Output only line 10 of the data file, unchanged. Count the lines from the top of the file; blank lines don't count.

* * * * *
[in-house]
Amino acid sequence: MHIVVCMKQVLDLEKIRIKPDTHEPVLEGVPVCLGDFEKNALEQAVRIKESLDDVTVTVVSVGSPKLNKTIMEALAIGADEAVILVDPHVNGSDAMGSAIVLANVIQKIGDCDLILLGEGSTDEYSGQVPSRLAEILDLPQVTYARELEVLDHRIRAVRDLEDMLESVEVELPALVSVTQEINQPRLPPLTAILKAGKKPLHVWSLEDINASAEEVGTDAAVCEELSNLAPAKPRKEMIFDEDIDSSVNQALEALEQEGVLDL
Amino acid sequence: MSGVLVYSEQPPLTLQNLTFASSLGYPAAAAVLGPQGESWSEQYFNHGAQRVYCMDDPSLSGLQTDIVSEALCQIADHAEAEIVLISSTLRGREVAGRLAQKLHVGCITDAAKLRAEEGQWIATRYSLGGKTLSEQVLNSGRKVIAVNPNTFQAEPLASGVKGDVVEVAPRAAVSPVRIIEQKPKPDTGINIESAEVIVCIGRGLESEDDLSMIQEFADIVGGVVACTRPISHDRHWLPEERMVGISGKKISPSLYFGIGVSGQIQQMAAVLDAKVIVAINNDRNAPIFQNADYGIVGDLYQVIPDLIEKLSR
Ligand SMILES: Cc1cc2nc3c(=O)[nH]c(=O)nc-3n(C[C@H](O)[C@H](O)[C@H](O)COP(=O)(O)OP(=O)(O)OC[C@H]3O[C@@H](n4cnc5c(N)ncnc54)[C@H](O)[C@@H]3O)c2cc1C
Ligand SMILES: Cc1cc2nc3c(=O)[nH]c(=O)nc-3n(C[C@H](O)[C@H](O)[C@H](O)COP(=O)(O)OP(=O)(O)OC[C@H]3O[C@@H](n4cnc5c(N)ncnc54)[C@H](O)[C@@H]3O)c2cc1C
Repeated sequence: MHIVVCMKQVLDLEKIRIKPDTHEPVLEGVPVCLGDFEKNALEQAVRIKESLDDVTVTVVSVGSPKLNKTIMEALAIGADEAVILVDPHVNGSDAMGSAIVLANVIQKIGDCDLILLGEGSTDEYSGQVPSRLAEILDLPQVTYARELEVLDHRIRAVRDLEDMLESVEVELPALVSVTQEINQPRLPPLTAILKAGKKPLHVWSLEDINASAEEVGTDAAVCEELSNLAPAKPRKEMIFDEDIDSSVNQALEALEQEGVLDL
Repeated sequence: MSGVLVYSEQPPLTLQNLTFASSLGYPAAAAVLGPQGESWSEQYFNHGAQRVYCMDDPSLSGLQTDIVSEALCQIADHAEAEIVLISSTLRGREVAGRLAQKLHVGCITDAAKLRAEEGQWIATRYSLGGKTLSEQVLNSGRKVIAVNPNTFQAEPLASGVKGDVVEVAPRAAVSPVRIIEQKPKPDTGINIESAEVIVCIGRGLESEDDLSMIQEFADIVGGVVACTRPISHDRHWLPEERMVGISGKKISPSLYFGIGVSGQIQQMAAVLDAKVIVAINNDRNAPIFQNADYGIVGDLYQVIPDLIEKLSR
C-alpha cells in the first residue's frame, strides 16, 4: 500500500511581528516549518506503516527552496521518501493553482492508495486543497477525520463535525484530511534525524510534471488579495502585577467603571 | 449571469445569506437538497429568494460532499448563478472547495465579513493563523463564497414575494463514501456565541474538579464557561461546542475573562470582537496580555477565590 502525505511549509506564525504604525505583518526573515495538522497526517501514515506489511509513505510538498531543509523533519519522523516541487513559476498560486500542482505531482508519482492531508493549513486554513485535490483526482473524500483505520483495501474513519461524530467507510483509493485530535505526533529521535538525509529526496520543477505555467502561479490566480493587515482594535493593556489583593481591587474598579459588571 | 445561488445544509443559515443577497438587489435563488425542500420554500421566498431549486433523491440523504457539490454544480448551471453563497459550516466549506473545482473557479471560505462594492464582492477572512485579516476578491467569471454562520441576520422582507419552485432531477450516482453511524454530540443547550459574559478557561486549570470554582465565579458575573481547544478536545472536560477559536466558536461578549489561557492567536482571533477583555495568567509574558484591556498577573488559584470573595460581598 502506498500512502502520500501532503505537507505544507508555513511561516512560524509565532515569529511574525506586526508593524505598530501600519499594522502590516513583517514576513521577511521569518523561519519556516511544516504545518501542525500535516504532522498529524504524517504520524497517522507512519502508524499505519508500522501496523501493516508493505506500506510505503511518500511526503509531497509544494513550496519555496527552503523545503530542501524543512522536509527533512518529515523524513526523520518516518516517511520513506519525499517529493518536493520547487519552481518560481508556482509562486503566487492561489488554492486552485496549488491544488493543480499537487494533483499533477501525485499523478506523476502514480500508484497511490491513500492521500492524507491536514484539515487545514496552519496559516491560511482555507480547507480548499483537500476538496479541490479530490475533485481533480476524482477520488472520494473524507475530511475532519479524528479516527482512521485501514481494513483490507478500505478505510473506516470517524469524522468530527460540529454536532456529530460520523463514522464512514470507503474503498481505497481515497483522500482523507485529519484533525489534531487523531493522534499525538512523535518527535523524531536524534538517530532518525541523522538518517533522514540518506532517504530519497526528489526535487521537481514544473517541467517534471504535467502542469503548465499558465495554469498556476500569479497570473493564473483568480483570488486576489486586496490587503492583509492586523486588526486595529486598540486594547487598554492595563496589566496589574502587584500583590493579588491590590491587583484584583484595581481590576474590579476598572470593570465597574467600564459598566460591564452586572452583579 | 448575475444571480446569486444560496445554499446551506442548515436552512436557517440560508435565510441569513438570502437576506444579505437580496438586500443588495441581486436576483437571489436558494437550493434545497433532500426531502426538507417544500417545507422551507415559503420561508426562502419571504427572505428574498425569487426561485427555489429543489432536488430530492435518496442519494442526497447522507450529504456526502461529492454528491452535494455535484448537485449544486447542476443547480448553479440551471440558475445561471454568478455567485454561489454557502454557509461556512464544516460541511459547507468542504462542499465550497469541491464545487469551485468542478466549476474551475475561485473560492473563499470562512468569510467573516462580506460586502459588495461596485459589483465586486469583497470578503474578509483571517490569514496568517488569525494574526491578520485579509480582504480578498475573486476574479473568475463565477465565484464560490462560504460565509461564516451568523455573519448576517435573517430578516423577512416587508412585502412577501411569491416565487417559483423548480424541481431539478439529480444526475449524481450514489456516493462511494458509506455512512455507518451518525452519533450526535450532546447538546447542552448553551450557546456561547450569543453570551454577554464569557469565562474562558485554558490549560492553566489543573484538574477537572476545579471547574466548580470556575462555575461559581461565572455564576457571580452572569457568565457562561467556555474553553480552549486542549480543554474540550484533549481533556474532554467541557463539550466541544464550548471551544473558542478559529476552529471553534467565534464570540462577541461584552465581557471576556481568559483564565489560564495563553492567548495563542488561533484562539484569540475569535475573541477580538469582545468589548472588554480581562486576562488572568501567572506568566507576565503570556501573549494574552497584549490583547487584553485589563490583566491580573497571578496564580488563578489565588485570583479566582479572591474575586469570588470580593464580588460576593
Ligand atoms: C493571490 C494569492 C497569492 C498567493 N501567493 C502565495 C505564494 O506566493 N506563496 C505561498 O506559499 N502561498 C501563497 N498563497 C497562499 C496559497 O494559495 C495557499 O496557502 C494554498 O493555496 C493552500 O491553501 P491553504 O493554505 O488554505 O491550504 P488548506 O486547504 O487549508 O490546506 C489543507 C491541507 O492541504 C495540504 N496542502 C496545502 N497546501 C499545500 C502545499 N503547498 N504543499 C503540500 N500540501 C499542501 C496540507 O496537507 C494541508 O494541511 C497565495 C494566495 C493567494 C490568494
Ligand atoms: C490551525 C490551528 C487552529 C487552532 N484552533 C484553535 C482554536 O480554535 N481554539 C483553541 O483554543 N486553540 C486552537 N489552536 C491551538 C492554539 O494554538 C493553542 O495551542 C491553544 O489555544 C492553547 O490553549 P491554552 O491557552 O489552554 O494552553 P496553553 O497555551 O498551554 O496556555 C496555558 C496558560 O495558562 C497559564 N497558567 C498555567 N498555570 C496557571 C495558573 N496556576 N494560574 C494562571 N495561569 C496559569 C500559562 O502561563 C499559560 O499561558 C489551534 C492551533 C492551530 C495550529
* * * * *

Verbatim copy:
Ligand atoms: C490551525 C490551528 C487552529 C487552532 N484552533 C484553535 C482554536 O480554535 N481554539 C483553541 O483554543 N486553540 C486552537 N489552536 C491551538 C492554539 O494554538 C493553542 O495551542 C491553544 O489555544 C492553547 O490553549 P491554552 O491557552 O489552554 O494552553 P496553553 O497555551 O498551554 O496556555 C496555558 C496558560 O495558562 C497559564 N497558567 C498555567 N498555570 C496557571 C495558573 N496556576 N494560574 C494562571 N495561569 C496559569 C500559562 O502561563 C499559560 O499561558 C489551534 C492551533 C492551530 C495550529